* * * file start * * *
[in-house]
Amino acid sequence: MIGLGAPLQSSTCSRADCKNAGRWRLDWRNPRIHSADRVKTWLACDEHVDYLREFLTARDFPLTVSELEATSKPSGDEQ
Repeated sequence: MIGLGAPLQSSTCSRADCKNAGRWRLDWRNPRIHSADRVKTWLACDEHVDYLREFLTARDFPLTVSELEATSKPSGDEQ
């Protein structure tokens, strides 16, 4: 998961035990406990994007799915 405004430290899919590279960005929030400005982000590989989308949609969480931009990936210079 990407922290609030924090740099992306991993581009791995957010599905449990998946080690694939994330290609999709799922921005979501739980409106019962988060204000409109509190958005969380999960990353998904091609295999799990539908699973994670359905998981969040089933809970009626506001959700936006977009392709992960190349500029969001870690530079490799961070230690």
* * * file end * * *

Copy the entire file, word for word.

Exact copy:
[in-house]
Amino acid sequence: MIGLGAPLQSSTCSRADCKNAGRWRLDWRNPRIHSADRVKTWLACDEHVDYLREFLTARDFPLTVSELEATSKPSGDEQ
Repeated sequence: MIGLGAPLQSSTCSRADCKNAGRWRLDWRNPRIHSADRVKTWLACDEHVDYLREFLTARDFPLTVSELEATSKPSGDEQ
């Protein structure tokens, strides 16, 4: 998961035990406990994007799915 405004430290899919590279960005929030400005982000590989989308949609969480931009990936210079 990407922290609030924090740099992306991993581009791995957010599905449990998946080690694939994330290609999709799922921005979501739980409106019962988060204000409109509190958005969380999960990353998904091609295999799990539908699973994670359905998981969040089933809970009626506001959700936006977009392709992960190349500029969001870690530079490799961070230690």